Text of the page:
WASHINGTON, October 27, 2017 – The Commerce Department just released the GDP growth figure for the third quarter of 2017. For the second consecutive quarter, GDP growth was 3%. It has been more than three years since the US economy had two successive quarters of 3% growth. This is a win for President Trump.
The economy has not seen growth of at least 3% for an entire year, since 2005. That is the longest period of economic stagnation in US history. During the eight years of the Obama administration, GDP growth averaged about 2% annually. Many believed the 2% growth rate was the new normal. Trump has other ideas.
What has Trump done to accelerate economic growth?
Trump was sworn into office in late January of this year. He immediately removed regulations mostly instituted through executive orders by Obama, who issued more than 80,000 pages of regulations in 2016 alone.
Obama’s regulations were designed, he said, to provide another layer of protection for Americans. What the regulations really did was to add obstacles to growth at a time when the economy really needed robust growth.
Once the unneeded regulations were reversed, business could expand. In the first quarter of 2017, with the regulations mostly in effect, the economy grew at a 1.2% rate. By April, when many regulations were reversed, the economy began to expand which led to the 3.1% growth rate in the second quarter and the 3% growth rate in the third quarter.
A look at the GDP Growth numbers shows the reason for optimism.
According to the Commerce Department report, the 3% growth rate “reflected positive contributions from personal consumption expenditure, private inventory investment, nonresidential fixed investment and federal government spending.”
Since November 9, 2016, the day after Trump won the election, both consumers and business became more confident in the economy. With that confidence and the belief that the long-term economic slump would be ending, consumers and business were ready to start spending. Once Trump removed some of the burdensome regulations, their spending activity increased.
In both the second and third quarters of this year, that confidence was reflected in consumer expenditure increasing and business investment increasing. That means the continued reduction in regulations will encourage more spending. It also means that business is building inventories ahead of the expected continued growth.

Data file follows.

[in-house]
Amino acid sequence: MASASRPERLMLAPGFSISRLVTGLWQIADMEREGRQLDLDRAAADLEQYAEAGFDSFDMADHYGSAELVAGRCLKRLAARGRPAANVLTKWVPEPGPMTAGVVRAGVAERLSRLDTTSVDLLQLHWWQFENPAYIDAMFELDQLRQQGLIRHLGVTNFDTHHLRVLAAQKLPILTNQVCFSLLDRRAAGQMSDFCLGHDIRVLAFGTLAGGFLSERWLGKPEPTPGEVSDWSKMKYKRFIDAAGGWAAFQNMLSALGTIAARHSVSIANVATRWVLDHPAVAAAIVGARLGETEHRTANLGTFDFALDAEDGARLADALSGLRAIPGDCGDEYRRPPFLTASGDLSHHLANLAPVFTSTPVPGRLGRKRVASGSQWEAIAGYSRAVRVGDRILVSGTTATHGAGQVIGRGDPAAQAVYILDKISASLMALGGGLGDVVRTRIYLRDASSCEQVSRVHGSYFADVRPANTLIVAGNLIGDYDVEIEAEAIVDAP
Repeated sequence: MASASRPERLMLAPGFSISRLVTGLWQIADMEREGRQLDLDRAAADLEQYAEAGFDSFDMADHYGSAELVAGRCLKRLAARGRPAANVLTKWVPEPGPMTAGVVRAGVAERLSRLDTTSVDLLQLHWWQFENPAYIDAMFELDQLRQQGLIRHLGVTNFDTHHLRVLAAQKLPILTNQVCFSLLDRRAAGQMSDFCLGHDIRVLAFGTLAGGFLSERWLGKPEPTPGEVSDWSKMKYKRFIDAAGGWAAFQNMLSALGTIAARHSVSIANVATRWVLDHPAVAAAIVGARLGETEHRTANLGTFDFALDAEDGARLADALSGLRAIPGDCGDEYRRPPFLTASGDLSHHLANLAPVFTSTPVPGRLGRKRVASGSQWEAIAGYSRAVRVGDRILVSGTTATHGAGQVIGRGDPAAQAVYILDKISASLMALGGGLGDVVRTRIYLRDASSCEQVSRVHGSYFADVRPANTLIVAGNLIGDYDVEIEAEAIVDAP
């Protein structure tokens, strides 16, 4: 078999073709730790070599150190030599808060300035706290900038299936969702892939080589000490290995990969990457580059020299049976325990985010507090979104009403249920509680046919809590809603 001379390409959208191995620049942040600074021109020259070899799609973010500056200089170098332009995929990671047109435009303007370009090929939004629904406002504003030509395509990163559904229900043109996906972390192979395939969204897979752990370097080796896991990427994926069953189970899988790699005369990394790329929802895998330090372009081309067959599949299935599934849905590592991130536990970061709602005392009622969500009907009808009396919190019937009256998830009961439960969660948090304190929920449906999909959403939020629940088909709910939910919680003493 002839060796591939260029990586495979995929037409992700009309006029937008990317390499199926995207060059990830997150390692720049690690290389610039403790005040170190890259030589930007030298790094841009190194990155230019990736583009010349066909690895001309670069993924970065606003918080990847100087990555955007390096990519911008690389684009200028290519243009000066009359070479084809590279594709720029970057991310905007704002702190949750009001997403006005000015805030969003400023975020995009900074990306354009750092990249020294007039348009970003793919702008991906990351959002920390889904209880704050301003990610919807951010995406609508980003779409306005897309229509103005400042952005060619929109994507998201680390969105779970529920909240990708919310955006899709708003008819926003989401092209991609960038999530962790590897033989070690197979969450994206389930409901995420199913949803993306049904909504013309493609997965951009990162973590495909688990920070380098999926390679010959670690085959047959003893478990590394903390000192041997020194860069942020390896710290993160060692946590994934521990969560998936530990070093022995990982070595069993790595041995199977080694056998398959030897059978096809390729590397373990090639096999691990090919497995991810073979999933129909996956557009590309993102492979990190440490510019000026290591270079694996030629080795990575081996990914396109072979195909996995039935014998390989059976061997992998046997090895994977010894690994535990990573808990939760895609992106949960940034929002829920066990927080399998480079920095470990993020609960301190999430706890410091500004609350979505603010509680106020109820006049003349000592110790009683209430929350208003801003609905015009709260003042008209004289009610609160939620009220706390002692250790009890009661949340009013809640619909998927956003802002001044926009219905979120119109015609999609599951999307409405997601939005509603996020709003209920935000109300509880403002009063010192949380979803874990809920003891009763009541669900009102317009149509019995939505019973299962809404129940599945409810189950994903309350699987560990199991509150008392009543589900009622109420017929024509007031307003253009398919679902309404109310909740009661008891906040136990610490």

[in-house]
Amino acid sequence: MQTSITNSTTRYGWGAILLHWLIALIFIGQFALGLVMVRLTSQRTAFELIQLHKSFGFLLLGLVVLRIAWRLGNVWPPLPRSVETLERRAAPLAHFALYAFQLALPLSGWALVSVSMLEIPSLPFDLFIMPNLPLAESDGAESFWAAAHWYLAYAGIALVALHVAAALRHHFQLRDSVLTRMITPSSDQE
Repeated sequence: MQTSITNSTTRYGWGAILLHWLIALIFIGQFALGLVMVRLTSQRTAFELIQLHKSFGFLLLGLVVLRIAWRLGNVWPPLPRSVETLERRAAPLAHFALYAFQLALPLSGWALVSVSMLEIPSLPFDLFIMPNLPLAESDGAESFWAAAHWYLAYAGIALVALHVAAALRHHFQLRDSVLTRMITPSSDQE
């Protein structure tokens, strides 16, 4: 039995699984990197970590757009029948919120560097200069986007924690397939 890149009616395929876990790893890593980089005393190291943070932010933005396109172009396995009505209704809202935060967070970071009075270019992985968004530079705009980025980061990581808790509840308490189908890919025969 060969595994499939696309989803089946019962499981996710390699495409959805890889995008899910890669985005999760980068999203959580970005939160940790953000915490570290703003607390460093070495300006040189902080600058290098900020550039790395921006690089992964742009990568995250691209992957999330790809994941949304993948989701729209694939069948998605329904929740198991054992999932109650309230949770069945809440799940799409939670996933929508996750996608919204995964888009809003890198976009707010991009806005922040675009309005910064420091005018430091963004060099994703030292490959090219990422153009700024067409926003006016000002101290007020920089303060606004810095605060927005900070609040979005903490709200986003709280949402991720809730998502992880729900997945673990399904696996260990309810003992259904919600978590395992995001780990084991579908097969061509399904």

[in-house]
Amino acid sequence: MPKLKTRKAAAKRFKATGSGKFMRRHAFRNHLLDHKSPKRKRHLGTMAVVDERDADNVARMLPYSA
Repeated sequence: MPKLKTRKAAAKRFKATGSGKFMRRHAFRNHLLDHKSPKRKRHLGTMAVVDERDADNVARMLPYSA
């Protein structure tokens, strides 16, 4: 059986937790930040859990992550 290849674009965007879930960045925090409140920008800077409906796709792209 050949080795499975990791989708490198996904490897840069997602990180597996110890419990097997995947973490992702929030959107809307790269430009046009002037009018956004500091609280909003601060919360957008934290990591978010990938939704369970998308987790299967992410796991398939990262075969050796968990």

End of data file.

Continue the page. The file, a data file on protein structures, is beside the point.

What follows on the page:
The third quarter numbers were held down due to the devastating hurricanes. Most economists believe that the growth number would be .2% to .3% higher if not for the effects of those storms.
Does GDP growth mean inflation will be a problem in the future?
The report also indicated that the price index was increasing, indicating that inflation may be a problem shortly. The Federal Reserve (FED) will likely respond to this by raising interest rates for the third time later this year. And if inflation accelerates, the FED will move aggressively to raise interest rates in the future.
That action will reduce demand in the economy, putting downward pressure on prices but will also put downward pressure on output, which would slow economic growth. There is, however, a better way to tame inflation. That is to gear the upcoming tax cut to expand output and grow the economy while keeping prices from rising.
That can be accomplished by ensuring that the tax cuts increase demand while increasing supply to meet the new demand. President Trump, as was the case with both the Reagan tax cut in 1981 and the Kennedy/Johnson cut in 1964, has proposed a tax cut that will grow the economy and not cause inflation.
That is accomplished by cutting taxes for all Americans which includes both the middle class and the highest income earners. The tax cut for the middle class will go almost entirely to consumption, which increases demand. The tax cut for the wealthy will go almost entirely to investment spending and capital creation which increases total supply.
As long as supply increases as demand increases, there is no upper pressure on prices.
In order for the economy to continue to grow without any inflationary pressure, the proposed tax cut must include the upper class. While the Democrats argue that the upper class doesn’t need a tax cut, the truth is that the economy needs the upper class to create more capital.
Let’s hope the final tax cut reduces taxes for the middle class to increase demand and for the upper class to increase supply. Then we will see growth exceeding 4% annually while inflation remains low.
Doesn’t everyone want that?